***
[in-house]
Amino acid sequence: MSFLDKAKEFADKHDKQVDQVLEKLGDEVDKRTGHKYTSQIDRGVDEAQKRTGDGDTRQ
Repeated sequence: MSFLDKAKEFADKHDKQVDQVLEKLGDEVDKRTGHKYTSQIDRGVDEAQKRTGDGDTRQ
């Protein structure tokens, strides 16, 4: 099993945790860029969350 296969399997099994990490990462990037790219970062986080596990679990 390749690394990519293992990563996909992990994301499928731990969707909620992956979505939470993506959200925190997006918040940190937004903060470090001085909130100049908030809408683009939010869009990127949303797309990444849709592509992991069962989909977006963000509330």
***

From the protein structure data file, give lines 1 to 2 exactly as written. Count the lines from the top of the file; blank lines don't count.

[in-house]
Amino acid sequence: MSFLDKAKEFADKHDKQVDQVLEKLGDEVDKRTGHKYTSQIDRGVDEAQKRTGDGDTRQ